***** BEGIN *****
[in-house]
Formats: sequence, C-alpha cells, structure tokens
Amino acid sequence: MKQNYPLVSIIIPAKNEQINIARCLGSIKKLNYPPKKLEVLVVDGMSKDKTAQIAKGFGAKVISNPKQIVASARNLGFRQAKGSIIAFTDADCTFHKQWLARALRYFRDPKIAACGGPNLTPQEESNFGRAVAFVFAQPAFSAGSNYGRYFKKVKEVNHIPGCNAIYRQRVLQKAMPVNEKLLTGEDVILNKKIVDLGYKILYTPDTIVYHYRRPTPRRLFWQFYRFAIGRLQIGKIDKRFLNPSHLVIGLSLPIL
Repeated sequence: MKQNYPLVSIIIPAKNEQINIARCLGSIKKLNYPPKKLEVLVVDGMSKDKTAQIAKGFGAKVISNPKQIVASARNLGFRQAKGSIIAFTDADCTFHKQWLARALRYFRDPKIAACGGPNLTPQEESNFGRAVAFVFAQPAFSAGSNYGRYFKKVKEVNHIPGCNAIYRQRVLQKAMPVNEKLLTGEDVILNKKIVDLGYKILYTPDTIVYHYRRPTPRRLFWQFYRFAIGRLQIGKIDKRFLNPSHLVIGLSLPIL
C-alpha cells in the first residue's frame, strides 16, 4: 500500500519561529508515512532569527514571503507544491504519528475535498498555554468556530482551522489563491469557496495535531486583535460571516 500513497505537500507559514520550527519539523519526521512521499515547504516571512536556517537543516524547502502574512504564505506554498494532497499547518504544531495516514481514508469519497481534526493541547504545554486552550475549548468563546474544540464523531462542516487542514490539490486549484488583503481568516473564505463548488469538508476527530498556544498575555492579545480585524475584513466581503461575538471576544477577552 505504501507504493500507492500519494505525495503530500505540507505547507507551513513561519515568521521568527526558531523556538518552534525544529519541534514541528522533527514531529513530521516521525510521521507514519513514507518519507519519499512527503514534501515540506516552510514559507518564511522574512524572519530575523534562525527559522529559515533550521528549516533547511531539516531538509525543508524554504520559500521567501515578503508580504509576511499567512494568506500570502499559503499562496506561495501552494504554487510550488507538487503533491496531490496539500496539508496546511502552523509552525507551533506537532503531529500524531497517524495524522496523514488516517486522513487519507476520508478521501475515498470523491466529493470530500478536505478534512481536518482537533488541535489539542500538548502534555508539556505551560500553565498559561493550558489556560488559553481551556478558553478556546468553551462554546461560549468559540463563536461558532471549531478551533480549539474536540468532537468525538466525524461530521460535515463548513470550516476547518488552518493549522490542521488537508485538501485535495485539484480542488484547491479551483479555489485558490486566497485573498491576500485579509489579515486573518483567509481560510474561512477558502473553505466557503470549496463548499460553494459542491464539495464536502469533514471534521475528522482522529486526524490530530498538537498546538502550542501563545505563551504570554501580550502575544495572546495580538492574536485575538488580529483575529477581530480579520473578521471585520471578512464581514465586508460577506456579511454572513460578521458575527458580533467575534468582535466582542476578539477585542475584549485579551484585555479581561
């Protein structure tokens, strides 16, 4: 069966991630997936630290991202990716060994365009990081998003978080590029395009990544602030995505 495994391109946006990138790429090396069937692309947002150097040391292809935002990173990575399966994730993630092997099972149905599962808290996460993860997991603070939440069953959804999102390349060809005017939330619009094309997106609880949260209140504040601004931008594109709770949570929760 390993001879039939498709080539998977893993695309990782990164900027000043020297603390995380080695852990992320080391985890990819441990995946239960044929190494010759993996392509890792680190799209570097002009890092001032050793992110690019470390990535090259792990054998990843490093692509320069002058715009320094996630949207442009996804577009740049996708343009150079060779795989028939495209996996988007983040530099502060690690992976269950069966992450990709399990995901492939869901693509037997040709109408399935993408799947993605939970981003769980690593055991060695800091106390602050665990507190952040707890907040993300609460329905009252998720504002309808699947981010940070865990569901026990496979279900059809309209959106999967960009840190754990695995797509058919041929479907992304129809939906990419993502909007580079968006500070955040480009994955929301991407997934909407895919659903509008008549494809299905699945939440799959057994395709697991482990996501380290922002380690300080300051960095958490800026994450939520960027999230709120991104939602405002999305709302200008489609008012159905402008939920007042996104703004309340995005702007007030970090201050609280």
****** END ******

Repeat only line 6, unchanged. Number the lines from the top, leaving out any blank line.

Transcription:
């Protein structure tokens, strides 16, 4: 069966991630997936630290991202990716060994365009990081998003978080590029395009990544602030995505 495994391109946006990138790429090396069937692309947002150097040391292809935002990173990575399966994730993630092997099972149905599962808290996460993860997991603070939440069953959804999102390349060809005017939330619009094309997106609880949260209140504040601004931008594109709770949570929760 390993001879039939498709080539998977893993695309990782990164900027000043020297603390995380080695852990992320080391985890990819441990995946239960044929190494010759993996392509890792680190799209570097002009890092001032050793992110690019470390990535090259792990054998990843490093692509320069002058715009320094996630949207442009996804577009740049996708343009150079060779795989028939495209996996988007983040530099502060690690992976269950069966992450990709399990995901492939869901693509037997040709109408399935993408799947993605939970981003769980690593055991060695800091106390602050665990507190952040707890907040993300609460329905009252998720504002309808699947981010940070865990569901026990496979279900059809309209959106999967960009840190754990695995797509058919041929479907992304129809939906990419993502909007580079968006500070955040480009994955929301991407997934909407895919659903509008008549494809299905699945939440799959057994395709697991482990996501380290922002380690300080300051960095958490800026994450939520960027999230709120991104939602405002999305709302200008489609008012159905402008939920007042996104703004309340995005702007007030970090201050609280």